several error-repairing compilers. The method was first used with top-down
parsing. Its major drawback is the difficulty it has in coping with situations in

which the actual error has occurred before the point of detection.
Error productions. If we have a good idea of the common errors that might
be encountered, we can augment the grammar for the language at hand with
productions that generate the erroneous constructs. We then use the grammar
augmented by these error productions to construct a parser. If an error pro-
duction is used by the parser, we can generate appropriate error diagnostics to
indicate the erroneous construct that has been recognized in the input.
Global correction. Ideally, we would like a compiler to make as few
changes as possible in processing an incorrect input string. There are algo-
rithms for choosing a minimal sequence of changes to obtain a globally least-
cost correction. Given an incorrect input string x and grammar G, these algo-
rithms will find a parse tree for a related string y, such that the number of
insertions, deletions, and changes of tokens required to transform x into y is
as small as possible. Unfortunately, these methods are in general too costly to
implement in terms of time and space, so these techniques are currently only
of theoretical interest.
We should point out that a closest correct program may not be what the
programmer had in mind. Nevertheless, the notion of least -cost correction
does provide a yardstick for evaluating error-recovery techniques, and it has
been used for finding optimal replacement strings for phrase-level recovery.


Many programming language constructs have an inherently recursive structure
that can be defined by context-free grammars. For example, we might have a
conditional statement defined by a rule such as

If Si and 52 are statements and E is an expression, then , .

"iff" then 5i else ^2" is a statement.

This form of conditional statement cannot be specified using the notation of

regular expressions; in Chapter 3, we saw that regular expressions can specify
the lexical structure of tokens. On the other hand, using the syntactic variable
stmt to denote the class of statements and expr the class of expressions, we can
readily express (4.1) using the grammar production

stmt -* if expr then stmt else stmt (4.2)

In this section, we review the definition of a context-free grammar and

introduce terminology for talking about parsing. From Section 2.2, a context-
free grammar (grammar for short) consists of terminals, nonterminals, a start
symbol, and productions.

1. Terminals are the basic symbols from which strings are formed. The
word "token" is a synonym for "terminal" when we arc talking about
grammars for programming languages. In (4.2), each of the keywords if,

then, and else is a terminal.


2. Nonterminals are syntactic variables that denote sets of strings, in (4.2),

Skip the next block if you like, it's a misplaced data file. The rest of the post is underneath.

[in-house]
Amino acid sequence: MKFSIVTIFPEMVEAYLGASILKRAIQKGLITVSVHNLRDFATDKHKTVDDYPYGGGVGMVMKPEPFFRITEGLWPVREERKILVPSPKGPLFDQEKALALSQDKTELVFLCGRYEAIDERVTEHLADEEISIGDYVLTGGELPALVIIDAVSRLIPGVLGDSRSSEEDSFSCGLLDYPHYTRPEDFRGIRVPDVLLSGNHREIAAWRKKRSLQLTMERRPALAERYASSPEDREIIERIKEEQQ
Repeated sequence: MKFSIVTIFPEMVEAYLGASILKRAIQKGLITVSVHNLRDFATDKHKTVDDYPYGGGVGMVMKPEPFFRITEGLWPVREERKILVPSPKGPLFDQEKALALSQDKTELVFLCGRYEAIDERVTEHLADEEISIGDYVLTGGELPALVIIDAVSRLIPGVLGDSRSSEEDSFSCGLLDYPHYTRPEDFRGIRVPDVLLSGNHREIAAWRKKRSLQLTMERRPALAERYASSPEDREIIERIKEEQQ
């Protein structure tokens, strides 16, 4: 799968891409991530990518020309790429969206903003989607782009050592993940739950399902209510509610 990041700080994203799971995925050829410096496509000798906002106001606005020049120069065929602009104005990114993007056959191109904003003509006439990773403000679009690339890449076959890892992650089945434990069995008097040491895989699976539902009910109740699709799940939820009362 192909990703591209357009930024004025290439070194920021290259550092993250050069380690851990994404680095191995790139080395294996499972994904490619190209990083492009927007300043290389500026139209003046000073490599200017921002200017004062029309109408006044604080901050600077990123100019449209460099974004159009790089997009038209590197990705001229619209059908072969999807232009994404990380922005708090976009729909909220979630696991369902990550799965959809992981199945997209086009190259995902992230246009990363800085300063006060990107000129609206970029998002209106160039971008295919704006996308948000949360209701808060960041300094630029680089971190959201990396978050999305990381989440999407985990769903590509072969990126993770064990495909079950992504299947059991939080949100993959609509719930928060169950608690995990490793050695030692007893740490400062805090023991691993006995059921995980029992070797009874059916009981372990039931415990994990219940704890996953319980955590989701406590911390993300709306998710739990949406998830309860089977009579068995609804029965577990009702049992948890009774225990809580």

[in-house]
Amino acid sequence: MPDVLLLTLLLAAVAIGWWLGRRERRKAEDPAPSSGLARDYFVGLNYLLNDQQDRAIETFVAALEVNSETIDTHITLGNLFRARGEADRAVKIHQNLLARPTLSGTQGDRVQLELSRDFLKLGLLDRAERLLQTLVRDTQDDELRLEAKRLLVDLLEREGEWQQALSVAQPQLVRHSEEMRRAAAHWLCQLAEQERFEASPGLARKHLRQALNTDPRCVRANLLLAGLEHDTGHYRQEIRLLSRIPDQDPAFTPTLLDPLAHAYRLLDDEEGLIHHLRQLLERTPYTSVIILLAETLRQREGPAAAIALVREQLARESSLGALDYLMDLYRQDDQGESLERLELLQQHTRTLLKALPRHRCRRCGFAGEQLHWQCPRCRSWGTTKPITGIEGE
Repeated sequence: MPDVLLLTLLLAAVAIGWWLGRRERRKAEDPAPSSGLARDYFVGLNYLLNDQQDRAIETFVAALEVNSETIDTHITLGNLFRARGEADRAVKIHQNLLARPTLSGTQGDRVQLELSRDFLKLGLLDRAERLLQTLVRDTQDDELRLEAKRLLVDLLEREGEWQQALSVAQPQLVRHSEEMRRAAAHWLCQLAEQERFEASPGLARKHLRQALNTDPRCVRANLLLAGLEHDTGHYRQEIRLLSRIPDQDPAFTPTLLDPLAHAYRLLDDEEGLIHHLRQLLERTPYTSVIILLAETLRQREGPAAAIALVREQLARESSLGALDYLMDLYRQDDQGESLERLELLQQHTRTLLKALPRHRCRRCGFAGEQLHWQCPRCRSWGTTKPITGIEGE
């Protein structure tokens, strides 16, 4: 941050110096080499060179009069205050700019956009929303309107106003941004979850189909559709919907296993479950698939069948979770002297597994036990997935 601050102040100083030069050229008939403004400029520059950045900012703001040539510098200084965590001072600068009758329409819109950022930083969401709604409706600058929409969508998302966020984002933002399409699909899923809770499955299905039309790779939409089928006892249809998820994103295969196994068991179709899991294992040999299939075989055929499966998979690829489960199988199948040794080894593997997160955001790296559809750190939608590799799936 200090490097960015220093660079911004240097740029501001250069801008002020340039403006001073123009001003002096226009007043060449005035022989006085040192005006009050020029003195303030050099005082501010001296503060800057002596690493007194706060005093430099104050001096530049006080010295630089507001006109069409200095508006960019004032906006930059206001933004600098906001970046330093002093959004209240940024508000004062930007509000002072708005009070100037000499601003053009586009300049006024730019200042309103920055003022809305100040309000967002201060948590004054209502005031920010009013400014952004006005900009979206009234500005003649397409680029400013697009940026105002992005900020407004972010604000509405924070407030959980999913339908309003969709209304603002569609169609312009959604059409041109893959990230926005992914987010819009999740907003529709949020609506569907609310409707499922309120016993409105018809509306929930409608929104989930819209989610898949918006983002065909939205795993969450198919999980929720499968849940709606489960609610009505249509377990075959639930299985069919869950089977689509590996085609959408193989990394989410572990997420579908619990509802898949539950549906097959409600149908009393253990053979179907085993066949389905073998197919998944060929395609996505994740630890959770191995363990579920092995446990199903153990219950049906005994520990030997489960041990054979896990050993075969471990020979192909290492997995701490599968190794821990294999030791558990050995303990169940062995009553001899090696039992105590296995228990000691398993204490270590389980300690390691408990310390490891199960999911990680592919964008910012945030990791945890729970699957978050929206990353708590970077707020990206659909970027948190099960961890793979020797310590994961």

stmt and expr are nonterminals. The nonterminals define sets of strings
that help define the language generated by the grammar. They also
impose a hierarchical structure on the language that is useful for both
syntax analysis and translation.

3. In a grammar, one nonterminal is distinguished as the start symbol, and

the set of strings it denotes is the language defined by the grammar.

4. The productions of a grammar specify the manner in which the terminals

and nonterminals can be combined to form strings. Each production con-
sists of a nonterminal, followed by an arrow (sometimes the symbol :: =

is used in place of the arrow), followed by a string of nonterminals and


Example 4.2. The grammar with the following productions defines simple
arithmetic expressions.

e.xpr - expr op expr

expr -* ( expr )

expr -» — expr
expr -* id
op - +
op ^ -
op — ^
op ^/
op -* T

In this grammar, the terminal symbols are

id + - */ t ( )

The nonterminal symbols are expr and op, and expr is the start symbol.

Notational Conventions

To avoid always having to state that "these are the terminals," "these are the
nonterminals," and so on, we shall employ the following notational conven-
tions with regard to grammars throughout the remainder of this book.

1. These symbols are terminals:

i) Lower-case letters early in the alphabet such as a, /?, c.

ii) Operator symbols such as -I- — etc. , ,

iii) Punctuation symbols such as parentheses, comma, etc.

iv) The digits 0, I, . . . , 9.

v) Boldface strings such as id or if.

2. These symbols are nonterminals:

i) Upper-case letters early in the alphabet such as A, B, C.


ii) The letter 5, which, when it appears, is usually the start symbol,
iii) Lower-case italic names such as expr or stmt.

3. Upper-case letters late in the alphabet, such as X, K, Z, represent gram-

mar symbols, that is, either nonterminals or terminals.

4. Lower-case letters late in the alphabet, chiefly w, v, . . . , z, represent

strings of terminals.

5. Lower-case Greek letters, a, p, 7, for example, represent strings of

grammar symbols. Thus, a generic production could be written as
/4 — a, indicating that there is a single nonterminal A on the left of the
arrow (the left side of the production) and a string of grammar symbols a